How much would you pay to have someone write a speech for you if you didn’t want your staff to do it? How about $5,500 -- or $16,500 for three?
Actually, you did pay for it, through your taxes.
That’s the amount of money the Small Business Administration, which has its own staff of public relations writers, paid the White House Writers Group Inc. in 2006 to write three speeches for then-SBA Administrator Steve Preston.
The White House Writers Group is a private firm led by former members of various Republican administrations.
“We had a period in the fall of 2006 when our previous speechwriter, a political appointee, left to go to another agency, and we were left without one for a time when Mr. Preston had several speeches to make, so they hired the [White House] Writer’s Group, until another political appointee who could write speeches joined the agency,” explains Michael Stamler, a spokesman for the SBA, in an e-mail to CVBT.
The deal was one of two documents pried out of the SBA by its nemesis, the American Small Business League of Petaluma.
The ASBL sued the SBA after the agency refused to turn over information on public relations contracts it gave to Apco Worldwide Inc., a Washington, D.C.-based international public relations firm specializing in crisis management.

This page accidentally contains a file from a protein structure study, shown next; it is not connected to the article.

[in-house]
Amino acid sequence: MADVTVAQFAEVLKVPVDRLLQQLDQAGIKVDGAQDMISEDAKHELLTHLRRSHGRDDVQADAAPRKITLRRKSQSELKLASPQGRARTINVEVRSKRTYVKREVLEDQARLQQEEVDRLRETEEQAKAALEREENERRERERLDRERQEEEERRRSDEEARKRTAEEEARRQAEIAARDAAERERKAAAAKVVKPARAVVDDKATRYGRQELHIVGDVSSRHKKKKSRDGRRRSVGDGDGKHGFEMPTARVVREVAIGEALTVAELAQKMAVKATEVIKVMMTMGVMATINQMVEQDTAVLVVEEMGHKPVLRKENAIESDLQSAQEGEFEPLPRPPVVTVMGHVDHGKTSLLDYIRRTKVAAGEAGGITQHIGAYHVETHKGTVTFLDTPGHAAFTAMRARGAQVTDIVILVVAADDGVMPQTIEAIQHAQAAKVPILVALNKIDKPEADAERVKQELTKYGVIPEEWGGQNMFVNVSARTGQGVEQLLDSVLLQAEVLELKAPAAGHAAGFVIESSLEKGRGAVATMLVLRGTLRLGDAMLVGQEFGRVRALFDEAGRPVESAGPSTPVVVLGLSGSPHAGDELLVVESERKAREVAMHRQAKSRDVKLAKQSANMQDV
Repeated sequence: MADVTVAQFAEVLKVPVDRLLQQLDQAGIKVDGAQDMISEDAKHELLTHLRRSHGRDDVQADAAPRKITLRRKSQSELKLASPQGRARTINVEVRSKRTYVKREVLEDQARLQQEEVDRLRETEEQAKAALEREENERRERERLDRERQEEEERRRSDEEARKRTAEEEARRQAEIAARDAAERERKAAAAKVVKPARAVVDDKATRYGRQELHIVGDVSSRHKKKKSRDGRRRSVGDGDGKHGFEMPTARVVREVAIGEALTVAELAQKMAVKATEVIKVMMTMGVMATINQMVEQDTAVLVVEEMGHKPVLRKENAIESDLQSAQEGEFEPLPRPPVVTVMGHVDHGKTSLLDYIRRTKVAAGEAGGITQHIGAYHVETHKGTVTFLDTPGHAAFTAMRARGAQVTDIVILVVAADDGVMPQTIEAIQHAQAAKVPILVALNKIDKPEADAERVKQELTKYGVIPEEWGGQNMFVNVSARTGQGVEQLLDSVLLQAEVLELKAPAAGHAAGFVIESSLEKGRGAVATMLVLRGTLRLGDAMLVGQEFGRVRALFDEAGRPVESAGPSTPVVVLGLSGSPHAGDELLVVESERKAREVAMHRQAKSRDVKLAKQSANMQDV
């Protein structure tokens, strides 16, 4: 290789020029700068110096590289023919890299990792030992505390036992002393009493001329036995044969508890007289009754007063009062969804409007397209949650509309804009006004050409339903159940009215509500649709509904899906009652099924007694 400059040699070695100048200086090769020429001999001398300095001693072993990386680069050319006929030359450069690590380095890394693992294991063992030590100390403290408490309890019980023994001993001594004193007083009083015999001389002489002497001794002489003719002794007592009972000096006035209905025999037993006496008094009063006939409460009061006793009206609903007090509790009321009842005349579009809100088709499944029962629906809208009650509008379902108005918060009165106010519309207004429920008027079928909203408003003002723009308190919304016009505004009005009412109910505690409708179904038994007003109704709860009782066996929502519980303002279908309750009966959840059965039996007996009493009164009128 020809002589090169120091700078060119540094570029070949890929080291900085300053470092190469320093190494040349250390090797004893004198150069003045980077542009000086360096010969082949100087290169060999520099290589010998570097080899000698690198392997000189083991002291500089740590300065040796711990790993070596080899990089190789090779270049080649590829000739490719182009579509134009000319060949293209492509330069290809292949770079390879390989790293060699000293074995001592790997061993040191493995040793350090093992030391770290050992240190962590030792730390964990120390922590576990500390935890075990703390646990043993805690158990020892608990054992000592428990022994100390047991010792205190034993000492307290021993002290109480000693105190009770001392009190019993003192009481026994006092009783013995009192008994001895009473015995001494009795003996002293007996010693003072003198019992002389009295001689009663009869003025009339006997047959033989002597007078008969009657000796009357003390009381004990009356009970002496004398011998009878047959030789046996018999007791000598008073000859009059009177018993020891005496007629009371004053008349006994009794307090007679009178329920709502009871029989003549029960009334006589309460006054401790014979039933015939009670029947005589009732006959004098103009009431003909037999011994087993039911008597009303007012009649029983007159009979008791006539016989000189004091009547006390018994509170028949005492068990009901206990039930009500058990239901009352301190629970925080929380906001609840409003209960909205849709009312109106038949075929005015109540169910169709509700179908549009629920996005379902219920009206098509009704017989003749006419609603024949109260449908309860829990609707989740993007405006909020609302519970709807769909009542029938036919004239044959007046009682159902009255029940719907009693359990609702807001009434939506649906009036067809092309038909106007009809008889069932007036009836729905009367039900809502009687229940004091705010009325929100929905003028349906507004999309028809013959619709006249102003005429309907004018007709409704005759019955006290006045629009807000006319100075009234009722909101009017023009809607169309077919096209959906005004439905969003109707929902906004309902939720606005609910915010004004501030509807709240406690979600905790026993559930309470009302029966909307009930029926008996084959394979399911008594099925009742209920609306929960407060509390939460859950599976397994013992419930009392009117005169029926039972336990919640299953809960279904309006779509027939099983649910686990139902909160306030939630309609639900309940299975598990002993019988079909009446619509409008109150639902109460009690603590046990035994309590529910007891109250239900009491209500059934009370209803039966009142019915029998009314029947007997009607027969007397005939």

ASBL says it thinks the SBA has spent American tax dollars to hire consultants to help obscure the SBA's role in diverting billions of dollars a month in federal small business contracts to Fortune 500 firms and other large businesses around the world.
Part of a $30,000 deal with Apco includes the one-day work of two “trainers” to coach SBA officials in how to deal with the media.
Another $7,500 paid for “message development” by Apco for the SBA, while the remainder went to a “strategy session” that lasted for a day.
The documents do not offer details of the content of the “message development” or the speeches, but at the time the SBA was under fire for how it was handling help to small businesses damaged or wiped out by Hurricane Katrina.
The ASBL has contended that the Small Business Administration is allowing some of the world’s largest companies to take federal contract money meant for small businesses. It says it believes that the SBA may have launched a campaign to cover-up the diversion of federal small business contracts to large businesses, and to discourage the media from covering the issue.
"We are going to continue to sue the SBA to force the release of information that shows they have encouraged and protected firms that have committed felony contracting fraud," says ASBL President Lloyd Chapman. "The proposal to combine the SBA with the Commerce Department is just the latest attempt by the government to cover up billions of dollars in abuse, while trying to further dismantle federal small business contracting programs."